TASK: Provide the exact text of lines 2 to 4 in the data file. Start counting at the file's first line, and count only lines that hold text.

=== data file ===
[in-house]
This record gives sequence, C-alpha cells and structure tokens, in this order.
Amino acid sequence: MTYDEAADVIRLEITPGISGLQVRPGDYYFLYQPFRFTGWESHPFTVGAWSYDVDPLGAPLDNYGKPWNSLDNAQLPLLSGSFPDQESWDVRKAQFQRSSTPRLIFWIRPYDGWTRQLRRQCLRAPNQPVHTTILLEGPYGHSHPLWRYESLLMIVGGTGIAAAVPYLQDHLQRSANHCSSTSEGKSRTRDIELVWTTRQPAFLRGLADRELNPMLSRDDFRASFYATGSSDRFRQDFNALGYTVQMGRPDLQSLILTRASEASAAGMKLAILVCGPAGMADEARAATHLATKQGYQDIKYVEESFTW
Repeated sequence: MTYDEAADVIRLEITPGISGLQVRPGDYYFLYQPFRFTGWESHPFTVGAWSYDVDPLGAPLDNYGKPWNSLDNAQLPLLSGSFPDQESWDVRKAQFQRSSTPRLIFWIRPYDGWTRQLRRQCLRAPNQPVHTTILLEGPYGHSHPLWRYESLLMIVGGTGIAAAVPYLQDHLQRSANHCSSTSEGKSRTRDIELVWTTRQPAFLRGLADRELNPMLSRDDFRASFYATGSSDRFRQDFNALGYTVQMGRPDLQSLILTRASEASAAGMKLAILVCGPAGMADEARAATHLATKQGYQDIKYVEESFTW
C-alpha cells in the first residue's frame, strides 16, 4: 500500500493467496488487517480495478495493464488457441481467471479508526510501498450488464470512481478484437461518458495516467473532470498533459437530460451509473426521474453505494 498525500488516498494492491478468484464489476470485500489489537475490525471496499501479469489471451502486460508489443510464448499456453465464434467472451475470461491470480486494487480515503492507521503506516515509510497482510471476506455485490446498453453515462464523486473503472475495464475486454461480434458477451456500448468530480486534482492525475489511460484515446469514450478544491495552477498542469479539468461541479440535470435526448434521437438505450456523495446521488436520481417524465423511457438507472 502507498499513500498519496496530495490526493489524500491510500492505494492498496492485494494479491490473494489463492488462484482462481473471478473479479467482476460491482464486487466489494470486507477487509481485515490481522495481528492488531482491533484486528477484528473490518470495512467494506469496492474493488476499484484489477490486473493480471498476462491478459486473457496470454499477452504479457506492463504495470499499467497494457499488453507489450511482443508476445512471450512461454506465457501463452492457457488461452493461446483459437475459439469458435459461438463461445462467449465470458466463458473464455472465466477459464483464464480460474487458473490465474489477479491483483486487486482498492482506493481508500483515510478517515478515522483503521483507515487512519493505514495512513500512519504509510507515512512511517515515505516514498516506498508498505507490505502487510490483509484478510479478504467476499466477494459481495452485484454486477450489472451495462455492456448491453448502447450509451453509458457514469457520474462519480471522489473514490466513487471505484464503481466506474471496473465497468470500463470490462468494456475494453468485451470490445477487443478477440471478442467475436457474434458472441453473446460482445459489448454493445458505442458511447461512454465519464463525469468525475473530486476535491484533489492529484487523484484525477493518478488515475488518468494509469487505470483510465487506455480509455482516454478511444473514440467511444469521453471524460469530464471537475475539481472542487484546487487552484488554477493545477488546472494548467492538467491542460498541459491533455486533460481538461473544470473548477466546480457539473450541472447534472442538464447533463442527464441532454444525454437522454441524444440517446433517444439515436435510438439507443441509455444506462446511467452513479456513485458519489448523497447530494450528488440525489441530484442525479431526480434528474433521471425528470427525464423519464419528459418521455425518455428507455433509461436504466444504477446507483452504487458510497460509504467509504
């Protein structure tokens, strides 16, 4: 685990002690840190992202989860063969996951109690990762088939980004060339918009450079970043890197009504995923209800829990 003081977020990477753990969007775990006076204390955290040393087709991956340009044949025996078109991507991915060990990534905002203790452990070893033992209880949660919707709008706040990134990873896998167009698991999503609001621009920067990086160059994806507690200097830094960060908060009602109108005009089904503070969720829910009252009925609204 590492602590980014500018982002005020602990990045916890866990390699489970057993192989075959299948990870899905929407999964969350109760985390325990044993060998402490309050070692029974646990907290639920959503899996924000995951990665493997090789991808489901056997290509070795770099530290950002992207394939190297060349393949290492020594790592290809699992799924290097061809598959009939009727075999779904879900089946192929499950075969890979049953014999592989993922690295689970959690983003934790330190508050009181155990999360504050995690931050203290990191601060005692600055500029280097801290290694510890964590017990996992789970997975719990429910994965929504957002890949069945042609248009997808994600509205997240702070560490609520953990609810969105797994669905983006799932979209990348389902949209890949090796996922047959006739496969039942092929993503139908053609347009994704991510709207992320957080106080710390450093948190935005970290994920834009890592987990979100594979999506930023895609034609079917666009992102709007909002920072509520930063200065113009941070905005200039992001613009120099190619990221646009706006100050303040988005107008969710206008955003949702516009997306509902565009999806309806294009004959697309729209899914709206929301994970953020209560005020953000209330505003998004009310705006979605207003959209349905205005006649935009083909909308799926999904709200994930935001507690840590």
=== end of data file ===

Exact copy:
This record gives sequence, C-alpha cells and structure tokens, in this order.
Amino acid sequence: MTYDEAADVIRLEITPGISGLQVRPGDYYFLYQPFRFTGWESHPFTVGAWSYDVDPLGAPLDNYGKPWNSLDNAQLPLLSGSFPDQESWDVRKAQFQRSSTPRLIFWIRPYDGWTRQLRRQCLRAPNQPVHTTILLEGPYGHSHPLWRYESLLMIVGGTGIAAAVPYLQDHLQRSANHCSSTSEGKSRTRDIELVWTTRQPAFLRGLADRELNPMLSRDDFRASFYATGSSDRFRQDFNALGYTVQMGRPDLQSLILTRASEASAAGMKLAILVCGPAGMADEARAATHLATKQGYQDIKYVEESFTW
Repeated sequence: MTYDEAADVIRLEITPGISGLQVRPGDYYFLYQPFRFTGWESHPFTVGAWSYDVDPLGAPLDNYGKPWNSLDNAQLPLLSGSFPDQESWDVRKAQFQRSSTPRLIFWIRPYDGWTRQLRRQCLRAPNQPVHTTILLEGPYGHSHPLWRYESLLMIVGGTGIAAAVPYLQDHLQRSANHCSSTSEGKSRTRDIELVWTTRQPAFLRGLADRELNPMLSRDDFRASFYATGSSDRFRQDFNALGYTVQMGRPDLQSLILTRASEASAAGMKLAILVCGPAGMADEARAATHLATKQGYQDIKYVEESFTW